Design is not simple. At every step of the process there are dozens of activities you could be doing.
Exploratory Research Techniques
When you need to learn about the problem space, you have a binder full of exploratory research techniques to employ. When you start transitioning your research data into an analysis document, you need to decide how to capture everything you learned. When it’s time to create draft solutions, you can choose any number of tools and approaches to capture your thinking.
For every tool, methodology, and technique out there you can find several thousand advocates telling you why you should be using it. There are myriad blog posts and twitter threads selling us on the virtue of one approach over another. With all this chatter and noise in the world, how do you possibly choose what you should use for a particular project?
Since there is no ‘one’ answer for every situation, you need a touchstone. You need something that can keep you grounded and thinking about the context of your particular project. For me, I look at what I call ‘The eternal question of design process’. Whenever I am about to embark on an activity or plan out a project, I continually ask one question to make sure I am setting out on the right path:
“How does this help me move towards a solution?”
That’s it. It’s simple but something that I still have to force myself to consider nearly every project. And asking this question repeatedly will have lots of positive implications on your product.
The high-level goal of everything we do is to get a product or service in the hands of users to make a positive impact in their lives (and the world at large). This is really the point of the eternal question. Every work activity we engage in should be driven towards that goal (socializing, networking, etc.. fill other personal life goals and are also important, but not related to the point). Activities that don’t help us achieve that goal are time wasters and can lead to inferior, more costly products.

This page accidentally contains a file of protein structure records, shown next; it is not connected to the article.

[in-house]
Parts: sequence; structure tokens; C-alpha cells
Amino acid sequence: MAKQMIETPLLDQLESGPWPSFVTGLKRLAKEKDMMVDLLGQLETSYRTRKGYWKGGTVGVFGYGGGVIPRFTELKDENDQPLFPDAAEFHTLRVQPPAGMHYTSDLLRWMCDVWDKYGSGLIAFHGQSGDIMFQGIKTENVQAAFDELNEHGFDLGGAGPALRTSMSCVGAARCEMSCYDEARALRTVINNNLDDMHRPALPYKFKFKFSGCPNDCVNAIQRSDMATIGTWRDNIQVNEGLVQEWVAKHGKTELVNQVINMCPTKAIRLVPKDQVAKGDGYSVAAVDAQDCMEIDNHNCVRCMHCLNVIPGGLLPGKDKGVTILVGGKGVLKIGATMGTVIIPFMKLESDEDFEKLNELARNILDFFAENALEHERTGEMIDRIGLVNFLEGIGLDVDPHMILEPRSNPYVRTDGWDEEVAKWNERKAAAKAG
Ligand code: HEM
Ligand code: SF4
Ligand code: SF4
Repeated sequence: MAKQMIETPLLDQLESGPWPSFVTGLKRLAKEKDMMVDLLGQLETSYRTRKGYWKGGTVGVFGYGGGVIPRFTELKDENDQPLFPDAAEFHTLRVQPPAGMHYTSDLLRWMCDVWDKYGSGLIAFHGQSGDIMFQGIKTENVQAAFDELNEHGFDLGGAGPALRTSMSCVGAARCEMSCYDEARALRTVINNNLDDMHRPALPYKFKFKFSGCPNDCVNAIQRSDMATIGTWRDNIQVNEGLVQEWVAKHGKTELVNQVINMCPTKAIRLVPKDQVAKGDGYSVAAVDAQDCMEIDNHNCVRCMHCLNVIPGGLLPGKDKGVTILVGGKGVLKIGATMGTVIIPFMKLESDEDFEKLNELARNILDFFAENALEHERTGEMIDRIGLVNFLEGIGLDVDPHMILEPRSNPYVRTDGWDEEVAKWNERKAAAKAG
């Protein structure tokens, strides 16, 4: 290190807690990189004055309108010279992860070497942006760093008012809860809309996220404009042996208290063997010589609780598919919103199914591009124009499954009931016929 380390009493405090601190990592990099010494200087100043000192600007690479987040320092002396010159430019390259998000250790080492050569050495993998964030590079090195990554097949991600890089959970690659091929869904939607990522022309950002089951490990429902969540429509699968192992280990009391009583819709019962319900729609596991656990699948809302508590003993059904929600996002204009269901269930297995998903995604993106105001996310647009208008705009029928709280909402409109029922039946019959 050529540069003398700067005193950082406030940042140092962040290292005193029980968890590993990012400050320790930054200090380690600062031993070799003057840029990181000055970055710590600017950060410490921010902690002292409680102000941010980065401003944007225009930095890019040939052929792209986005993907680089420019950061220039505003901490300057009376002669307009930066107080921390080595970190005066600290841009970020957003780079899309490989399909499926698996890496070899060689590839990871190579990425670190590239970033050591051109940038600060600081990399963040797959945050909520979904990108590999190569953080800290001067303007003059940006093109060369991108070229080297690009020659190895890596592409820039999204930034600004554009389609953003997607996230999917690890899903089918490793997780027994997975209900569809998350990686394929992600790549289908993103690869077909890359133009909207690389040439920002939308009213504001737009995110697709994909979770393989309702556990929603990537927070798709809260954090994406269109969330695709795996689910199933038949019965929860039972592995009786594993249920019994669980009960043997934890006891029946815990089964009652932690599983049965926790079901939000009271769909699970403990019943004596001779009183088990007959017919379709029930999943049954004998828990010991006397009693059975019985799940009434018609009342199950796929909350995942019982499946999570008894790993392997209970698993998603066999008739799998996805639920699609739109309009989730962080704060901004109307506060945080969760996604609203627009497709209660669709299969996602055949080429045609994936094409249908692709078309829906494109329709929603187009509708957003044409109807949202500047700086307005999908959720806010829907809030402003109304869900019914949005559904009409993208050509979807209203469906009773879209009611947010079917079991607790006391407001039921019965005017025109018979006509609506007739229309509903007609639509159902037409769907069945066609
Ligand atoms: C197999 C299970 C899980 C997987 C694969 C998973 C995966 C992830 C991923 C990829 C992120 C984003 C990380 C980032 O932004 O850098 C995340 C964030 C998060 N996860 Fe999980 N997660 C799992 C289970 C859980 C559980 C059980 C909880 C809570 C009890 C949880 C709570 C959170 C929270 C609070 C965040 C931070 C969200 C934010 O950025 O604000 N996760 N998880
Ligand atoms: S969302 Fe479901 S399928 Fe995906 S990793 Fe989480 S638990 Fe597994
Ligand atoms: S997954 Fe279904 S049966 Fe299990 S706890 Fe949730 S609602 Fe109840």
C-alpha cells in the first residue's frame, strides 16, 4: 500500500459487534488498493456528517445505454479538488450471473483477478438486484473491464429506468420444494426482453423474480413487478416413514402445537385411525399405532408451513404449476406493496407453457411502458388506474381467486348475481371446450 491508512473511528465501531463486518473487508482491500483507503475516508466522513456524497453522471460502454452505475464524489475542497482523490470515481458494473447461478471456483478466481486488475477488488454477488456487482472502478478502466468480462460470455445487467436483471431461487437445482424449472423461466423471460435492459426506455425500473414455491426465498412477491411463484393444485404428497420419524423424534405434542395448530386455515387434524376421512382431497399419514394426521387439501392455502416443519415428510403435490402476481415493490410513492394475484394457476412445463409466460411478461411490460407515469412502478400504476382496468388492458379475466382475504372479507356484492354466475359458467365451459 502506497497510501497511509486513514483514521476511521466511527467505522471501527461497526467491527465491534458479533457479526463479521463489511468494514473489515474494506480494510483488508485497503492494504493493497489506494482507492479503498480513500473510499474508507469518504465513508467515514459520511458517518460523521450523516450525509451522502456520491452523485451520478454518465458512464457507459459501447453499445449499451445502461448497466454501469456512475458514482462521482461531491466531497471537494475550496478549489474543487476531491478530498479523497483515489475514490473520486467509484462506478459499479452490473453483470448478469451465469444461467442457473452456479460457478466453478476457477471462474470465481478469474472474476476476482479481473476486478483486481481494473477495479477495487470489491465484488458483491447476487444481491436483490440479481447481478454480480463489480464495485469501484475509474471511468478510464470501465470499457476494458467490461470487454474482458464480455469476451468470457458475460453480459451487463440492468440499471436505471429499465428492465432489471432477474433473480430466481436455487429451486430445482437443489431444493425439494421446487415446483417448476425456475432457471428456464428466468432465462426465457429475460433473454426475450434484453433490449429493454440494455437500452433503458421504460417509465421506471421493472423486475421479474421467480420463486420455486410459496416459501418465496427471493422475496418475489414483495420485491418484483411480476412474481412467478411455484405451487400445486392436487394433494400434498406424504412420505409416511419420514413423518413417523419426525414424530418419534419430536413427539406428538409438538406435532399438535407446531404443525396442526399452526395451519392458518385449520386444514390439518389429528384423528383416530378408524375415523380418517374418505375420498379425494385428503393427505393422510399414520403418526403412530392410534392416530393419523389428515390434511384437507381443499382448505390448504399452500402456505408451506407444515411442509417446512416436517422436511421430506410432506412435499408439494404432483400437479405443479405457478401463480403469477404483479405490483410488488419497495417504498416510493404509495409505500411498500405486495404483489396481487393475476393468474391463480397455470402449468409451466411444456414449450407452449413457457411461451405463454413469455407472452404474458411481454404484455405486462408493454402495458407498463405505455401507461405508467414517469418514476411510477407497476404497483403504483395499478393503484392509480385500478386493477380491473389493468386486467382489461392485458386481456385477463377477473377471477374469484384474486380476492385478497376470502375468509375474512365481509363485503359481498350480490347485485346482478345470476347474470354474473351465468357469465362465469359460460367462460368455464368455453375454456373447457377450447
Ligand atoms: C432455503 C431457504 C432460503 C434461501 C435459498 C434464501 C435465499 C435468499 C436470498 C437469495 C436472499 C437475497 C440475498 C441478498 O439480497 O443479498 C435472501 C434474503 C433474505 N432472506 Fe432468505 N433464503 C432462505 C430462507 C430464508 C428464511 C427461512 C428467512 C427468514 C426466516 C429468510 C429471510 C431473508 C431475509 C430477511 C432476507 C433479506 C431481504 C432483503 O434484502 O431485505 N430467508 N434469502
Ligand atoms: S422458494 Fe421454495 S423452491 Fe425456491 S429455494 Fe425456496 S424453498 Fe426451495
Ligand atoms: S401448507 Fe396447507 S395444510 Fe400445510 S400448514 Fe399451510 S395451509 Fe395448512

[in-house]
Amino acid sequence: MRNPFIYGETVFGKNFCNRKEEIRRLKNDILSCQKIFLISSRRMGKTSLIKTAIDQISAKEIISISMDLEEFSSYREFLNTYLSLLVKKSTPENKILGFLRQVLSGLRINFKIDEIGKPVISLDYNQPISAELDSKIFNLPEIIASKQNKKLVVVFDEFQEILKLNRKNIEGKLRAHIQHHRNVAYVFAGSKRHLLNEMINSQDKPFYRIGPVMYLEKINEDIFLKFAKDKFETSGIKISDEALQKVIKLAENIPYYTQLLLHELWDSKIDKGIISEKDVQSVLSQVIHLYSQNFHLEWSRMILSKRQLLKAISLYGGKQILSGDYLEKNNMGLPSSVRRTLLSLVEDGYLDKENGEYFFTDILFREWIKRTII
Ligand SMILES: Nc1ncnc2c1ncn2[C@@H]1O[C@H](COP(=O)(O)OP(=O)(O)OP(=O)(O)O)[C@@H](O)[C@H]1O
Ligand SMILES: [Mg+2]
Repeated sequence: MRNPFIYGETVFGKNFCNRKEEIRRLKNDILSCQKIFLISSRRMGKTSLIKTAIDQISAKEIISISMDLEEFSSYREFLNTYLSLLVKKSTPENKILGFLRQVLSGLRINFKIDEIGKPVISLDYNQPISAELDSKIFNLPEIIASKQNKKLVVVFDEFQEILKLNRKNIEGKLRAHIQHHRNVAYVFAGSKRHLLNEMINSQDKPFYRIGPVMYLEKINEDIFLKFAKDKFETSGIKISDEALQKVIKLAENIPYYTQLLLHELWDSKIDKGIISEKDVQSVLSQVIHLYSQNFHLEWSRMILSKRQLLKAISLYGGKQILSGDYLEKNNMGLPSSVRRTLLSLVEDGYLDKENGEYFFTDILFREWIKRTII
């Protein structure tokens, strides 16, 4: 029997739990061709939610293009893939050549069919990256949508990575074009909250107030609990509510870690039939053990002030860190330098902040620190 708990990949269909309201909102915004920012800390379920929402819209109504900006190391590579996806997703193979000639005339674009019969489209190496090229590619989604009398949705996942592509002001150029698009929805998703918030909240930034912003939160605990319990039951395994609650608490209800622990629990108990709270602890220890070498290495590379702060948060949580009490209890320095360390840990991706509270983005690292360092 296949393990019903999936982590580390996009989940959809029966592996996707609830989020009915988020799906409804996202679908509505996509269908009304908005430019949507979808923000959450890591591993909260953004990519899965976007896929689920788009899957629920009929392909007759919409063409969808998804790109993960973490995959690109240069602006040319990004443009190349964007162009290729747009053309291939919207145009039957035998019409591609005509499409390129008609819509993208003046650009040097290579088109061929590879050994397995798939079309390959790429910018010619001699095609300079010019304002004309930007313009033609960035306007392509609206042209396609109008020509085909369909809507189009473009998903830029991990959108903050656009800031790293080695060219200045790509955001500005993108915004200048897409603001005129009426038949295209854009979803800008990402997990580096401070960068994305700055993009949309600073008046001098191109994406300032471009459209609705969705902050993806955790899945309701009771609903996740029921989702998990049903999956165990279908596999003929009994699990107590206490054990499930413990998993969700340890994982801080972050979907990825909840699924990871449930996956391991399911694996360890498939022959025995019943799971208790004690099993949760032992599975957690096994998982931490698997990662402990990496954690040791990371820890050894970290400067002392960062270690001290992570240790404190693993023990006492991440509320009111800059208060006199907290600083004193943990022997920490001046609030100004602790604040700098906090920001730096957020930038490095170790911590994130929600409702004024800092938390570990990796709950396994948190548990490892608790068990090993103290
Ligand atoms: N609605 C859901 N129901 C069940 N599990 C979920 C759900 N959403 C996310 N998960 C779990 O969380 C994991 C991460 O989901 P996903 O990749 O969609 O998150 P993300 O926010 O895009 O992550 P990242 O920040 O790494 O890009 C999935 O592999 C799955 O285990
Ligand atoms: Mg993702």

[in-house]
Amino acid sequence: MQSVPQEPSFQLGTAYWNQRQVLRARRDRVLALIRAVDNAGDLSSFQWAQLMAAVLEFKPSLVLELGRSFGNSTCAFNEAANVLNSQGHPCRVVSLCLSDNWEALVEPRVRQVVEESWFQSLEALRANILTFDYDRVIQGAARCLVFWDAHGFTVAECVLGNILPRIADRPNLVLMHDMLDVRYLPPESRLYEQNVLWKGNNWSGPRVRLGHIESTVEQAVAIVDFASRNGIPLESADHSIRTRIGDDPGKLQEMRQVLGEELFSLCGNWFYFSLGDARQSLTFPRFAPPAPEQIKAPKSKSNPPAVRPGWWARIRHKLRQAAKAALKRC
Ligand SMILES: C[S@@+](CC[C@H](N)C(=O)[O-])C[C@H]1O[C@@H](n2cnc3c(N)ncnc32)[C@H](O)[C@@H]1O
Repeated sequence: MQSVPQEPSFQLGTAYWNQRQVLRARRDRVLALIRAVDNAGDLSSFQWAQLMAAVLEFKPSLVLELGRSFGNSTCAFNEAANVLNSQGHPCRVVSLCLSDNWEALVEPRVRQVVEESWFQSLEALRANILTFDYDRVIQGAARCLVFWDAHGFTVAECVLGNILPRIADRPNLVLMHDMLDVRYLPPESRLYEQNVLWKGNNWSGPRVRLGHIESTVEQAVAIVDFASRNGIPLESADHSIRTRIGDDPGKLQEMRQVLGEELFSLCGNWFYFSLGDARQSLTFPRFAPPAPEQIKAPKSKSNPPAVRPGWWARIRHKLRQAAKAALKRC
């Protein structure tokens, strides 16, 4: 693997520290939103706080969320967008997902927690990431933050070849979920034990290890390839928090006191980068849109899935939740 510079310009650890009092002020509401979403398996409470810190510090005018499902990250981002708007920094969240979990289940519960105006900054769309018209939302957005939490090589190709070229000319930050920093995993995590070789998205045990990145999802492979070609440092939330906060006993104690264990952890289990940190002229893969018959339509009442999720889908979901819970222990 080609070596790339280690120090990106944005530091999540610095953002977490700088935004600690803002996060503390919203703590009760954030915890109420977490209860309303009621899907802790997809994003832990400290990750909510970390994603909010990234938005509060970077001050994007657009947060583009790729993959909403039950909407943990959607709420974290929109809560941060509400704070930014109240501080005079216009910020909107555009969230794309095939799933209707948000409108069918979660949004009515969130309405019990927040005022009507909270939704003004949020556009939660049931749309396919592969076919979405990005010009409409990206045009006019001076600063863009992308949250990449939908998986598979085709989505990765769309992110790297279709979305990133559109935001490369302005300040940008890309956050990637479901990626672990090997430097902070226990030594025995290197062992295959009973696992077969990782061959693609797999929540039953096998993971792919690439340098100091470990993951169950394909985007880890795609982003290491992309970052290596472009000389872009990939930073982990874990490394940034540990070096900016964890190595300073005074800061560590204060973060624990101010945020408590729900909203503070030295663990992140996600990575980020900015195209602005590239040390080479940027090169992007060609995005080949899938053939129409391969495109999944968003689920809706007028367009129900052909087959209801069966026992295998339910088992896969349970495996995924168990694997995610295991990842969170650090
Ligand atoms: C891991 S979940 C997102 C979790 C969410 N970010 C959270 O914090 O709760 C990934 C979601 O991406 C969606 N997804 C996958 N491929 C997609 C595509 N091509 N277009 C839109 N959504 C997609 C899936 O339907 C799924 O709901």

How many meetings have we all toiled through with no tangible impact on the product? If you want to get rid of meeting waste, start with the eternal question. If you schedule a meeting, declare in the invite what you intend to accomplish (the goal of the meeting) and make sure you accomplish that. If you can’t come up with a great goal, that might be a good indication that your meeting will not be helping you come to a solution.
If you schedule a meeting, declare in the invite what you intend to accomplish (the goal of the meeting) and make sure you accomplish that.
If you are invited to a meeting, ask the meeting owner what the goal is. If they can’t come up with one, push back on the reason for the meeting. If they have one that doesn’t involve your skill set or may not have tangential relationship to helping you move towards a solution, it’s probably a good idea to sit it out. Both of these are a bit uncomfortable actions to take, but they will help the team over all.
Similarly when you are planning out an activity, consider what you will do with the information. For example, let’s say that you are ready to do some research. You gather some people together and hold some interviews. You decide that journey maps have been useful for you in the past, and figure that’s a good way to capture what you learn. Now think towards the next step. What will that journey map help you accomplish? How will this move you closer to a solution?
If you don’t have a clear idea in your head, perhaps the journey map is not the right decision for this project. Maybe you should be capturing your insights in another manner. Focusing on the eternal question helps prevent the production of artifacts for the sake of producing artifacts. Every thing you generate should have a purpose, whether it is to communicate, to drive a decision, or persuade someone on a course of action. It is important to move forward with intent rather than aimlessly wander through product design.